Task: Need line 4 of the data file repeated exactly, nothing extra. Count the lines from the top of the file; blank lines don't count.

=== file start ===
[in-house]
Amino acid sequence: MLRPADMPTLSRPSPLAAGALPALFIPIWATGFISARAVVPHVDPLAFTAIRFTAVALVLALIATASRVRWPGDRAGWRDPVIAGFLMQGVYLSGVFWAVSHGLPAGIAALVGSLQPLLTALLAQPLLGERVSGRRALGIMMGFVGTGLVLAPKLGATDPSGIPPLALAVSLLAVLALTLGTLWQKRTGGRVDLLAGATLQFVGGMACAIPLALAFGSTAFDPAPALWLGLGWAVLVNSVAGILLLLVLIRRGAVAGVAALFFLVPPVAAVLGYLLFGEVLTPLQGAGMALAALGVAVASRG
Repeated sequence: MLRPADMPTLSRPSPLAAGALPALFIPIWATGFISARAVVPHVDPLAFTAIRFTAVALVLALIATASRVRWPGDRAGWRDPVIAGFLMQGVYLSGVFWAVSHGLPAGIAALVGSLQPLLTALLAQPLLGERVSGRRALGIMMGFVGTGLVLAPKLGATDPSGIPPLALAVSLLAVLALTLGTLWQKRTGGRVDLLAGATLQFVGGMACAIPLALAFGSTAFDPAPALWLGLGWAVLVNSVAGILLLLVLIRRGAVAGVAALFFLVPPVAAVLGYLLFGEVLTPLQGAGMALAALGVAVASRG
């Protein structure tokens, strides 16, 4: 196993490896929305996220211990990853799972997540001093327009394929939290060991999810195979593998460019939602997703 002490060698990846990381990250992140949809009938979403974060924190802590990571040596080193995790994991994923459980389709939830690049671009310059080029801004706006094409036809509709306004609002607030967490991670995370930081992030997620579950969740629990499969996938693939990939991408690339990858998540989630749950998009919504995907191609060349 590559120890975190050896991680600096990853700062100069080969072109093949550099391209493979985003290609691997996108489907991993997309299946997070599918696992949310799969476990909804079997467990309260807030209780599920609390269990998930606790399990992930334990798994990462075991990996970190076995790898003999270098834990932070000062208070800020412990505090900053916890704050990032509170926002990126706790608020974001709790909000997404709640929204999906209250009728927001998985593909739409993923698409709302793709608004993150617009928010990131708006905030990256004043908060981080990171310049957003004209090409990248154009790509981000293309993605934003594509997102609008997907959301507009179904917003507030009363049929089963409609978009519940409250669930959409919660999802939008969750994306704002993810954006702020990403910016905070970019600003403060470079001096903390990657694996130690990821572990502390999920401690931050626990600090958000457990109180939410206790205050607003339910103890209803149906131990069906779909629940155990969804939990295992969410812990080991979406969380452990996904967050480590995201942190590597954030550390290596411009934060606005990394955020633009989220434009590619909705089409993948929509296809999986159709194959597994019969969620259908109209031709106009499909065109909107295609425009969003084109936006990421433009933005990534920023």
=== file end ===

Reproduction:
């Protein structure tokens, strides 16, 4: 196993490896929305996220211990990853799972997540001093327009394929939290060991999810195979593998460019939602997703 002490060698990846990381990250992140949809009938979403974060924190802590990571040596080193995790994991994923459980389709939830690049671009310059080029801004706006094409036809509709306004609002607030967490991670995370930081992030997620579950969740629990499969996938693939990939991408690339990858998540989630749950998009919504995907191609060349 590559120890975190050896991680600096990853700062100069080969072109093949550099391209493979985003290609691997996108489907991993997309299946997070599918696992949310799969476990909804079997467990309260807030209780599920609390269990998930606790399990992930334990798994990462075991990996970190076995790898003999270098834990932070000062208070800020412990505090900053916890704050990032509170926002990126706790608020974001709790909000997404709640929204999906209250009728927001998985593909739409993923698409709302793709608004993150617009928010990131708006905030990256004043908060981080990171310049957003004209090409990248154009790509981000293309993605934003594509997102609008997907959301507009179904917003507030009363049929089963409609978009519940409250669930959409919660999802939008969750994306704002993810954006702020990403910016905070970019600003403060470079001096903390990657694996130690990821572990502390999920401690931050626990600090958000457990109180939410206790205050607003339910103890209803149906131990069906779909629940155990969804939990295992969410812990080991979406969380452990996904967050480590995201942190590597954030550390290596411009934060606005990394955020633009989220434009590619909705089409993948929509296809999986159709194959597994019969969620259908109209031709106009499909065109909107295609425009969003084109936006990421433009933005990534920023």